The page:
This article is under construction, and expansion is planned in the future.
Ovidia's universe is a 20-minutes-into-the-future setting in which the major difference between them and us is that they are at the dawn of an era in which a working brain-computer interface has been perfected.
The major form of brain-computer interface is the diadem, a successor to the transcranial stimulation helmets currently in use. With a detailed brain scan, the diadem is capable of transmitting extremely precise signals to the brain in order to alter its functioning. This process can be time-consuming depending on the exact alterations required, but most types of alterations are understood and possible using this system. This includes but is not limited to the erasure, alteration, or installation of memories, false inputs, the alteration of preferences and responses to stimuli, and the alteration of personalities. Some of these changes require only one session to install; some wear off over time.
This technology is not without risk. Extremely extensive use of the technology, as determined by the length of time undergoing active alteration and the frequency of alterations, is a risk factor in developing dementia in the same way smoking is a risk factor for developing cancer. The risk is usually very slight for most applications, orders of magnitude less dangerous than getting an MRI. Some treatments, such as the treatment regimen developed for depression or other wide-ranging mood disorders, are intensive and frequent enough to have a noticeable increase in risk, which is why anti-depressants are still used. The technology did not obsolete existing methods of treating mood disorders; it's simply one more tool in the box to help them.
It was believed that the diadem could render itself unable to affect the functioning of the brain, a kind of brain-wave 'corruption' that produced no side effects, but that made further use of this technology impossible. This was thought to be an unfortunate bug until it was better understood. Wide-ranging alterations during a state in which a person is fixated upon a particular thought will not only fail, but prevent other alterations to affected areas of the brain without the subject re-fixating upon that thought. This has now been turned into a security feature known as a passthought, which protects the brain from most forms of alteration without concentrating upon the passthought. Recent advancements in passthought technology have allowed for a 'foot in the door' initialization, allowing the computer to open a persistent connection once it is let in by the passthought, which negates the previous necessity for a subject to continually concentrate for the duration of the alteration.
It is not known whether passthoughts are alterable after creation. Work is underway to test this.
This technology requires a decent amount of bandwidth and processing power in order to properly perform, but can be done by peripherals attached to high-end, but still consumer-grade, computers, similar to VR rigs today. Thus, the lightest and most mobile diadems are intended for use with laptops, not tablets or phones. However, advancements in psychoacoustics have resulted in fairly reliable audio waveforms that can perform some forms of alteration, notably alterations in consciousness, and these can be exported and played using any consumer audio device. Some of these waveforms are able to bypass the passthought and perform alterations regardless of whether the subject is concentrating on their passthought or not, though the method by which they do this is poorly understood and it is considered to be a security hole that work is underway to patch. Until then, possession of such audio files or algorithms designed to render them are a crime.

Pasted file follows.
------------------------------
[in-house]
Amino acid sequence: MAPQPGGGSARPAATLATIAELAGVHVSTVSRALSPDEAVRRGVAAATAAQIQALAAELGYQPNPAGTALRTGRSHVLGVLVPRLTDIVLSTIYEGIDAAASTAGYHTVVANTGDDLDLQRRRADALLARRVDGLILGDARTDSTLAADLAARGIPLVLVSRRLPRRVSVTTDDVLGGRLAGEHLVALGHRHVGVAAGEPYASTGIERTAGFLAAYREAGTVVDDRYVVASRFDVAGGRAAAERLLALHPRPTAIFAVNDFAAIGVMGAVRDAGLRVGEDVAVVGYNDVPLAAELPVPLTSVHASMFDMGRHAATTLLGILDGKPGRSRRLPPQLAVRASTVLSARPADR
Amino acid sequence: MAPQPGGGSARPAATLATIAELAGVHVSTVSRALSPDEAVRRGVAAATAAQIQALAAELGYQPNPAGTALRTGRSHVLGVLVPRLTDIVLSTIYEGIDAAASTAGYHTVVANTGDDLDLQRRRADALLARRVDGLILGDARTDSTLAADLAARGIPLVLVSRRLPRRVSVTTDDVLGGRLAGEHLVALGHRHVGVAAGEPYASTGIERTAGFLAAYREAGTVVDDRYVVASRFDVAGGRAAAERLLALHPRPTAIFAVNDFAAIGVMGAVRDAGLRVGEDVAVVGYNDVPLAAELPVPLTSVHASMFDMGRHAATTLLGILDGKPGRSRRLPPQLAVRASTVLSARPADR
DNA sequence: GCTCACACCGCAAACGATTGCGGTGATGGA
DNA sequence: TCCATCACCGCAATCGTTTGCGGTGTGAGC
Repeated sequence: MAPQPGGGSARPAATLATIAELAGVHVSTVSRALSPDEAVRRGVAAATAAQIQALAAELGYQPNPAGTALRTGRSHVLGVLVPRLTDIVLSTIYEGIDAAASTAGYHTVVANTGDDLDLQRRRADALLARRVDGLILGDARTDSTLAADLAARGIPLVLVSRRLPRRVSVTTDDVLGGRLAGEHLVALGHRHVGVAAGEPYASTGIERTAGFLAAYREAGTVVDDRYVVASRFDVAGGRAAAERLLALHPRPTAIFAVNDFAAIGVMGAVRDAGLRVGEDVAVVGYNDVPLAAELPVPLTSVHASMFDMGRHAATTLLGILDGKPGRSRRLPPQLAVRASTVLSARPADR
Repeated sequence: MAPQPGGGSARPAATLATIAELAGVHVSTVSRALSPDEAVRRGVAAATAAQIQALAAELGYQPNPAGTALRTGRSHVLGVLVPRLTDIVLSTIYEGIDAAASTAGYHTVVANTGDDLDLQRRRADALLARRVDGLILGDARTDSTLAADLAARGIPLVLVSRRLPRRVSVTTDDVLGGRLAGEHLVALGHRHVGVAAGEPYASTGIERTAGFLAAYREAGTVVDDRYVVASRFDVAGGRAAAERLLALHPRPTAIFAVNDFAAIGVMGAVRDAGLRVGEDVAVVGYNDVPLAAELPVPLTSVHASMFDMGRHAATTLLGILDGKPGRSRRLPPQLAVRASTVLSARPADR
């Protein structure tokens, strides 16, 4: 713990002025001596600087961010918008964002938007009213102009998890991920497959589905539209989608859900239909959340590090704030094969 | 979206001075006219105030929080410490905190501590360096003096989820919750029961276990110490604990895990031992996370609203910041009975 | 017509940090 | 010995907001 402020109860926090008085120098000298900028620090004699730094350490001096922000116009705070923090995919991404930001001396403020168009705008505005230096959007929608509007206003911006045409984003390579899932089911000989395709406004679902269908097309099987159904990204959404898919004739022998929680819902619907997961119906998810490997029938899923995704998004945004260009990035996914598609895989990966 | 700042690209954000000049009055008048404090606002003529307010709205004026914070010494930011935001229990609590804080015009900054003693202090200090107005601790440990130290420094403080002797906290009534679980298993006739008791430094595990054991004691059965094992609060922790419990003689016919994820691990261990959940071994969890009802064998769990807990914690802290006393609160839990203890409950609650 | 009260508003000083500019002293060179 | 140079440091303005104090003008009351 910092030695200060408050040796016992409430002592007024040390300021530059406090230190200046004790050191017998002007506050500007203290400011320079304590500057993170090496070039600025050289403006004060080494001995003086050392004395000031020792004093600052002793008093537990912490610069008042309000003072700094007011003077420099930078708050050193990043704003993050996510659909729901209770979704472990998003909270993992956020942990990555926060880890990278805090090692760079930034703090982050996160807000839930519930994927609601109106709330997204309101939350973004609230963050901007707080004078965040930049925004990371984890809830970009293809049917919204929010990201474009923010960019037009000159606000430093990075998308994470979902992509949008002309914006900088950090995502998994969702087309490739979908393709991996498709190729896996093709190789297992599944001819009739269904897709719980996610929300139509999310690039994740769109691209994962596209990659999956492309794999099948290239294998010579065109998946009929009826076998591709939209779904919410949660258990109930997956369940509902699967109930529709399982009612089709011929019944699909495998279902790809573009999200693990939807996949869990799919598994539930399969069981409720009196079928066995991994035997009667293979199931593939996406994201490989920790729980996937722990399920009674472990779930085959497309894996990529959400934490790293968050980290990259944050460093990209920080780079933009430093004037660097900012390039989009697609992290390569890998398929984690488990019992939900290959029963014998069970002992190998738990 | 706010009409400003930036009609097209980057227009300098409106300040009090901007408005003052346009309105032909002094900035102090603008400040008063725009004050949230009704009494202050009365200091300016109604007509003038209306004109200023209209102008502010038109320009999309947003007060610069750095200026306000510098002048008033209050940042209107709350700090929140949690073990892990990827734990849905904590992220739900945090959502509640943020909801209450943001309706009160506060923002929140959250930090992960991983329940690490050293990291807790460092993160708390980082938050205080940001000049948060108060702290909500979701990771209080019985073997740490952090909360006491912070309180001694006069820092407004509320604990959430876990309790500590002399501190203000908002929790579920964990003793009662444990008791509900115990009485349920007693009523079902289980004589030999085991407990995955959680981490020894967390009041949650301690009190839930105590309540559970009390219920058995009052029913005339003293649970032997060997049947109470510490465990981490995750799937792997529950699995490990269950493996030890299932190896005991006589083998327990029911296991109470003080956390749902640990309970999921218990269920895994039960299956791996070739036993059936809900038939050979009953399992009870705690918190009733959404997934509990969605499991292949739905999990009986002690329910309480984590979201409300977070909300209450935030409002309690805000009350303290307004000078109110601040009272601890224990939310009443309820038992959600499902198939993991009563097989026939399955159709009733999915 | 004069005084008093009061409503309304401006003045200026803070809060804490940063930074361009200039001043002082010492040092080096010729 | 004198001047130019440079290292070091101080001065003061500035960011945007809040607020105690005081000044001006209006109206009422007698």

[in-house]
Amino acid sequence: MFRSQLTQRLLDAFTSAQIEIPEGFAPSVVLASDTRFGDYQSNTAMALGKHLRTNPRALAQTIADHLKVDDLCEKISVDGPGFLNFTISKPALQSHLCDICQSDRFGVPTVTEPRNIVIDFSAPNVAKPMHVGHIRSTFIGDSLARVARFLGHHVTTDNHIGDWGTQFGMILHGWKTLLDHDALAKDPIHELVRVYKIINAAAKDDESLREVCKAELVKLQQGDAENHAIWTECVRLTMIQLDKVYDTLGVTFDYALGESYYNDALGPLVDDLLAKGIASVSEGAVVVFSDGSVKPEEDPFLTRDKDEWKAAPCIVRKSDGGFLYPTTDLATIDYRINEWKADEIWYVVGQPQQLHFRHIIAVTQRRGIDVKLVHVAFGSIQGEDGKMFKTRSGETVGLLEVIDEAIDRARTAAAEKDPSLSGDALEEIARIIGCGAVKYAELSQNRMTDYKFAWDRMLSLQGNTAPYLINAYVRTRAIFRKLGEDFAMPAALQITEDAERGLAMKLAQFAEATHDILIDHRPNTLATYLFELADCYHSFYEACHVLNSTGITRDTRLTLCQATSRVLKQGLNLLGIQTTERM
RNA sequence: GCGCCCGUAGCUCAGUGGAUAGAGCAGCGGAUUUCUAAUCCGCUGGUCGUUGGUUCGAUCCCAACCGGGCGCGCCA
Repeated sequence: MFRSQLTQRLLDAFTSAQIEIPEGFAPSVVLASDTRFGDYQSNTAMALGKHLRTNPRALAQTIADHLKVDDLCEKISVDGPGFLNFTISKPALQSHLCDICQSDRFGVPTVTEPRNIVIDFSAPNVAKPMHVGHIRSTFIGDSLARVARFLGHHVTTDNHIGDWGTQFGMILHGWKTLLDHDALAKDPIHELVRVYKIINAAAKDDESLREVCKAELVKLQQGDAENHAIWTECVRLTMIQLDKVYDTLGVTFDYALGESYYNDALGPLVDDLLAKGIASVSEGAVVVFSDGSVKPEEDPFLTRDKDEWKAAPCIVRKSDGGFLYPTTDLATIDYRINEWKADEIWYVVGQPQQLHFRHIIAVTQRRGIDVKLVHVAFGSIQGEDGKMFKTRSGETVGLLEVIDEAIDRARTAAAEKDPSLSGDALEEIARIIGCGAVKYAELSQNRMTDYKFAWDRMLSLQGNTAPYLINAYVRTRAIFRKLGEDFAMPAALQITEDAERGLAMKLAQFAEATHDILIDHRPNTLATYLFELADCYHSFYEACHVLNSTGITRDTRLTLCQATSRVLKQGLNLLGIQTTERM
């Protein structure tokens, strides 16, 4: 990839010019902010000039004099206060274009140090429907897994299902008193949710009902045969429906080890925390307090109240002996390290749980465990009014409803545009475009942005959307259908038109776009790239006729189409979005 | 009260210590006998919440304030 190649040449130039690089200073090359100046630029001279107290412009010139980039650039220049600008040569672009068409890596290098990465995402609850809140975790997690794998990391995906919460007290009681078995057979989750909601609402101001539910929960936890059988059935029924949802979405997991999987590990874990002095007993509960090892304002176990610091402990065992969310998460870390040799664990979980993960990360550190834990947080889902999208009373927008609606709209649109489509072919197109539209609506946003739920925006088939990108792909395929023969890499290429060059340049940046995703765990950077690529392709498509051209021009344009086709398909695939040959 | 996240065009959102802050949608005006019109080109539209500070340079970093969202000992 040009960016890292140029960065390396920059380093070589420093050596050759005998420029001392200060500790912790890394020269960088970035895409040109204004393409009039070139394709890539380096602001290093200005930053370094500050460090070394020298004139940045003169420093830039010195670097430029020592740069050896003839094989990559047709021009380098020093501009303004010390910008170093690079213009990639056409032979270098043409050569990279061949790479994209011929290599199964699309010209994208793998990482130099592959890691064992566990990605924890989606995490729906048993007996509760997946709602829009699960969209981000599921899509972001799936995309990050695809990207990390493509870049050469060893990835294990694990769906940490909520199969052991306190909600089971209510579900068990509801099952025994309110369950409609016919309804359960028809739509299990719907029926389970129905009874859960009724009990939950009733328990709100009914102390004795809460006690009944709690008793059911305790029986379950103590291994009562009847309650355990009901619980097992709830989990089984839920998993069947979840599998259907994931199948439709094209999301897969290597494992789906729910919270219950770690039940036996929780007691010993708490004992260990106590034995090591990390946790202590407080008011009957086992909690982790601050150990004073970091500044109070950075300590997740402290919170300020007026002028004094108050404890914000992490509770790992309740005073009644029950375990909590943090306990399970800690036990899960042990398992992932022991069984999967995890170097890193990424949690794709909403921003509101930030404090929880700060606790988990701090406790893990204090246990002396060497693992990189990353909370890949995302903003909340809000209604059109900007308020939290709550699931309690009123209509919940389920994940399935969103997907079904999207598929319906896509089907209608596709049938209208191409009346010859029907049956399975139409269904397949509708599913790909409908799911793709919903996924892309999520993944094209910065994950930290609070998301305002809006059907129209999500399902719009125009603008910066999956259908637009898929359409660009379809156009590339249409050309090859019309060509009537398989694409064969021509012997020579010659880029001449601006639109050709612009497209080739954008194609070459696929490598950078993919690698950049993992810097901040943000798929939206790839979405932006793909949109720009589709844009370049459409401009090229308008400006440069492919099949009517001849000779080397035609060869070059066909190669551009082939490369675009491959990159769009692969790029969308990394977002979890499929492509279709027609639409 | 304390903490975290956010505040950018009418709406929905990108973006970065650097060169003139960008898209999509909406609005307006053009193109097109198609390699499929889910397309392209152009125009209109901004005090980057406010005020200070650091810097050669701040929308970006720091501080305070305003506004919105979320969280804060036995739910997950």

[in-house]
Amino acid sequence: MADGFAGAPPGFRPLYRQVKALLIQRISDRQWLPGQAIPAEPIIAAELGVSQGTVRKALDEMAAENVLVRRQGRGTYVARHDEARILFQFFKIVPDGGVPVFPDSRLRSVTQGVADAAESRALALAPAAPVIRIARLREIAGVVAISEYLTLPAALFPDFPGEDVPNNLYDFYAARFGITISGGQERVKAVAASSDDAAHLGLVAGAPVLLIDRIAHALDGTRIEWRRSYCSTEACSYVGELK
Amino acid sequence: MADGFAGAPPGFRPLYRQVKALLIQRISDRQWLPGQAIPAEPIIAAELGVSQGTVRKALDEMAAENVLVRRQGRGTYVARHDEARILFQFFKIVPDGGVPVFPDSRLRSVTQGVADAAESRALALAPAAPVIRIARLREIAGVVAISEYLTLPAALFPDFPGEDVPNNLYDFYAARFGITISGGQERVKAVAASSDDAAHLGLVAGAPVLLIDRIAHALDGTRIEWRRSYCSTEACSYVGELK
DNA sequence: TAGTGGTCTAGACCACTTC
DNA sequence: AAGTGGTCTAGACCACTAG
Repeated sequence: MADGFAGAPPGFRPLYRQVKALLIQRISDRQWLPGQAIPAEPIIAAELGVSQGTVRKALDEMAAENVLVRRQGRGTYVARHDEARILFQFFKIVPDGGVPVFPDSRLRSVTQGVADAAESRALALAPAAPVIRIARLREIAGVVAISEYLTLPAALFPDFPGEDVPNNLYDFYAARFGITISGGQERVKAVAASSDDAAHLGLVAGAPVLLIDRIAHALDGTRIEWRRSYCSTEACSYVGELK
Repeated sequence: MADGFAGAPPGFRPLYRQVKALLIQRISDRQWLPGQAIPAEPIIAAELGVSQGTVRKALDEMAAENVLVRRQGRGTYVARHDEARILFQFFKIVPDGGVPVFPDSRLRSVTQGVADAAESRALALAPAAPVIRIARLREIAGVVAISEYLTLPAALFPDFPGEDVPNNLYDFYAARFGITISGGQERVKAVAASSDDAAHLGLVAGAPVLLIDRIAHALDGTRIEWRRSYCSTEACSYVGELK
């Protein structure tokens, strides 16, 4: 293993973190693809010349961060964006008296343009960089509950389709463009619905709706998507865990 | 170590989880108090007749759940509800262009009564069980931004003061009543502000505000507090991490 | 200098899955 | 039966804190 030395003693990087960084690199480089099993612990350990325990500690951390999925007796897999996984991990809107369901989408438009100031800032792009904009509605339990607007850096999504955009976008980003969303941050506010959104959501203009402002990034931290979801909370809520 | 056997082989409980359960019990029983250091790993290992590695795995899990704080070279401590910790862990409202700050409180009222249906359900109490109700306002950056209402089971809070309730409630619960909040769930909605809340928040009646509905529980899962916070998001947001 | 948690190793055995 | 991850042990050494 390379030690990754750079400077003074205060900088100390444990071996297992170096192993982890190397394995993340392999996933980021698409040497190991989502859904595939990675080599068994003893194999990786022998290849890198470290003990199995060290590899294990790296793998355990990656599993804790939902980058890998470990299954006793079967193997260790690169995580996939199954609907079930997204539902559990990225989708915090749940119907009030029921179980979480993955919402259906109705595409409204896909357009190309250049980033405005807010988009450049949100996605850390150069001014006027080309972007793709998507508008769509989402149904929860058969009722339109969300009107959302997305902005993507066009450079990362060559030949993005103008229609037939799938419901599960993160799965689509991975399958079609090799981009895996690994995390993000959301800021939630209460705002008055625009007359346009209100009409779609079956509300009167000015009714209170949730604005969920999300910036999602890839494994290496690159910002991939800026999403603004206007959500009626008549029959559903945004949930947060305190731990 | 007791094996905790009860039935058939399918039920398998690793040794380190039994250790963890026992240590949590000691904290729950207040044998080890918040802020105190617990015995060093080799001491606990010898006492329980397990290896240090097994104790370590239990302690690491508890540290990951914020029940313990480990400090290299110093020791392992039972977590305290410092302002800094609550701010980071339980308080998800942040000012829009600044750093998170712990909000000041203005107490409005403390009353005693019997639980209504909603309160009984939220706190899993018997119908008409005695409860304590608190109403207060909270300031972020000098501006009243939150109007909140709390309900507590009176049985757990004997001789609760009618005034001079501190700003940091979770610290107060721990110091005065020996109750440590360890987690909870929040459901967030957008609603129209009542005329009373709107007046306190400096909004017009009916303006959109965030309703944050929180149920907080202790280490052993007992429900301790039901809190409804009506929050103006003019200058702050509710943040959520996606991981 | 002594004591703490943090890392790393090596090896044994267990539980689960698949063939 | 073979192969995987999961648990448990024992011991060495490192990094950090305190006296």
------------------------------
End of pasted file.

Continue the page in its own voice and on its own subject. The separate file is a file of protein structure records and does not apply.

Like with many technologies, apps and electronics began to be rapidly produced as soon as the technology became public. Digital drugs and other mood-altering scripts were completely unregulated until they were put into drug schedules and legalized. A range of sensations are still available, just with ID requirements and minimum age laws.
An industry revolutionized by this technology was the sleep industry. Reliable, side-effect-free audio waveforms rendered most forms of sleep pharmaceuticals obsolete overnight. Many consumer goods exist to generate the waveforms that cause a subject to fall asleep, but audio files are also freely available off the internet.
Some musicians have been able to weave musical accompaniment into the waveforms without disrupting their effect. It is difficult to accomplish, and usually requires minimalist genres, though several have had success in producing such genres as hard rock, epic trance, or experimental rap with noticeable effects. Some choose to augment the emotional effect of the music they're already writing; some choose to juxtapose bizarre combinations of moods to create entirely new experiences known as 'emotional mashups'.
Because brain-computer interfaces require a significant amount of translation to be intelligible, they require a lot of processor power to render. However, connecting one brain to another brain is a significantly cheaper operation because both entities 'speak the same language', so to speak. So it is possible to have a wireless, two-way interface that allows multiple brains to talk to each other. So far, few have done so, and even fewer have elected to keep their brains connected for longer than small periods at once, due to the extreme intimacy enforced by such devices. Only a few brave and dedicated individuals have even attempted an always-on interface with another person.
- Not its name. Because Ovidia is the most prominent character from that universe, it's called that. There is no official name for her universe yet.
- TVTropes: 20 Minutes Into The Future